Re-balance Cycle Reminder All MyPlanIQ’s newsletters are archived here.

Regular AAC (Asset Allocation Composite), SAA and TAA portfolios are always rebalanced on the first trading day of a month. the next re-balance will be on Thursday April 1, 2021. 

As a reminder to expert users: advanced portfolios are still re-balanced based on their original re-balance schedules and they are not the same as those used in Strategic and Tactical Asset Allocation (SAA and TAA) portfolios of a plan.

International Stocks vs. US Stocks

International stocks are still cheaper and they are doing better now. In this newsletter, we review their valuation and discuss their roles in our asset allocation portfolios. 

Recent returns

We have long argued that one needs to diversify among international stocks (both foreign developed country stocks and emerging market stocks). However, for the past 11 years or so, US stocks have continued to defy many, outperforming foreign stocks by a large margin.

Let’s first take a look at the returns for the past 10 years: 

Global stock index comparison (as of 3/26/2021):
Ticker/Portfolio Name YTD
1Yr AR 3Yr AR 5Yr AR 10Yr AR 15Yr AR
VTI (Vanguard Total Stock Market ETF) 6.4% 60.0% 16.9% 17.0% 13.9% 10.1%
VEA (Vanguard FTSE Developed Markets ETF) 5.4% 49.9% 7.2% 10.2% 6.2%  
VGK (Vanguard FTSE Europe ETF) 5.5% 47.9% 6.4% 9.4% 5.8% 4.5%
VWO (Vanguard FTSE Emerging Markets ETF) 3.7% 52.4% 6.1% 11.9% 3.5% 5.7%
JPXN (JPXN) 4.1% 41.8% 7.3% 10.5% 6.9% 2.8%

**: NOT annualized YTD: Year To Date

The outperformance of US stocks over other international stocks is more than 2:1 in terms of annualized returns for the past 10 years. Among them, Emerging market stocks have lagged way behind (13.9% vs. 3.5% annualized return in the past 10 years). 

Furthermore, even in the past one year since the low of the pandemic, only emerging market stock index (VWO) briefly surpassed US stocks (VTI) in Feb. 2021.  The US is still leading the pack: 

International stocks have much cheaper valuation

However, one can’t simply ignore an important fact: international stocks have much cheaper valuation. Shiller’s CAPE 10 (Cyclical Adjusted Price Earnings ratio) is defined as the the average price over earnings ratio in the last 10 trailing years. Though it’s still debatable on whether this is the best stock valuation metric, it’s no doubt to provide some good insightful information into expensiveness of stocks.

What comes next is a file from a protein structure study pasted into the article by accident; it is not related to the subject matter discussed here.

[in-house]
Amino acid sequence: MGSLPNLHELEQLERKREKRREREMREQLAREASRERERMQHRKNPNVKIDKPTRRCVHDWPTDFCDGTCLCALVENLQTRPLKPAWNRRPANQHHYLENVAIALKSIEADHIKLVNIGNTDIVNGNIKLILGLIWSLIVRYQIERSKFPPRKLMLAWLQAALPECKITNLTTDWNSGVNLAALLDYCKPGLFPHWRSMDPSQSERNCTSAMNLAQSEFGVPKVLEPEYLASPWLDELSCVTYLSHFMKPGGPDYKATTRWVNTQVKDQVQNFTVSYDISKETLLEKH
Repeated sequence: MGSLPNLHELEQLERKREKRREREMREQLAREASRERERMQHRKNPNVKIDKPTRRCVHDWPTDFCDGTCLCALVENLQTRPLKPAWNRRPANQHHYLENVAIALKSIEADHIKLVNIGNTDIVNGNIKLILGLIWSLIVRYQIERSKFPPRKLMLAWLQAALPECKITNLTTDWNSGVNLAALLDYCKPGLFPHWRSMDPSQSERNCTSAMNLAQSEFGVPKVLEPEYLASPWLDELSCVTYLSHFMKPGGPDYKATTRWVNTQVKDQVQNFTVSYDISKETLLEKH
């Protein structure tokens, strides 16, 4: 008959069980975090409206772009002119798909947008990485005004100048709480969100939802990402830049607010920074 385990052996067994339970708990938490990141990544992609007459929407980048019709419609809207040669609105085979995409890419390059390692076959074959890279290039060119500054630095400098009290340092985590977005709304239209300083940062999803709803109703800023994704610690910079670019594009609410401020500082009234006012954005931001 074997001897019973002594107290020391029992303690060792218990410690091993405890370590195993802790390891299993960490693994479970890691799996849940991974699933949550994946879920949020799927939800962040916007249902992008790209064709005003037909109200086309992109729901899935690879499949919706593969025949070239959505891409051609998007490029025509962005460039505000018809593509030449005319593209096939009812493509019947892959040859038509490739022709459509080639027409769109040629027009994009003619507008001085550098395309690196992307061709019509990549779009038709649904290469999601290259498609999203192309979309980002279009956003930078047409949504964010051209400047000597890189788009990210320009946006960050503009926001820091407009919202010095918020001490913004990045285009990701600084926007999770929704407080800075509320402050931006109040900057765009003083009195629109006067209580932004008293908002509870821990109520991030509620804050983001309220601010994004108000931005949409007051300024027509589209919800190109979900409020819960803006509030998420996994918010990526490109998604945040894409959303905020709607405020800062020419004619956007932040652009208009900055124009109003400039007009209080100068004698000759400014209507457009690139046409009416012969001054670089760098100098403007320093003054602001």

The following chart from Barclays compares the Shiller’s CAPE ratios of the US, Europe and Japan:

The US’s CAPE-10 ratio has been highest since 2000. European’s CAPE is now about the level in 2008 while Japan’s CAPE is also about the level in 2008-2009. 

The next chart compares the US’s CAPE with a bunch of emerging market countries’: 

One can see that the US’s CAPE is again the highest, compared with the other countries’.  

Cheap valuation & global tactical stock asset rotation

Of course, an argument against using stock valuation as the sole factor to guide investing is that cheap valuation doesn’t equal to better returns. Actually, it’s very simple and intuitive to understand this as a stock (or a stock index that one can view as the stock for a conglomerate, see October 12, 2020: Stock Indexes As Businesses) that has higher price earnings (PE) ratio but also has much higher future earnings growth should be valued higher than a stock with low PE ratio but grows earnings much more slowly. At the end of the day, it’s how much earnings/profit a company or a collection of companies make matters. Higher or lower PEs are just some first level metrics. On the hand, if both company grows earnings at a similar pace, the cheaper one should certainly be valued higher. 

So simply relying on cheaper valuation such as CAPE is not reliable. It can give investors some sense but that’s about it. 

Unfortunately, it’s very hard to accurately predict future economic growth, let alone earnings growth. However, we can at least do some rough examination. 

We can compare the US with Europe and the emerging market countries separately. 

In terms of the US vs. Europe, based on OECD, it’s expected to grow at 3.5% and 3.25% respectively in 2021 and 2022. The US GDP, on the other hand, is expected to grow at 6.5% and 4% respectively for 2021 and 2022. Structurally, one can see that the US, as a more monolithic country, will grow better in a longer term. So it does somewhat justify the US’s higher valuation. Note here, we use GDP growth as the proxy of the earnings growth. This by itself is a very rough approximation.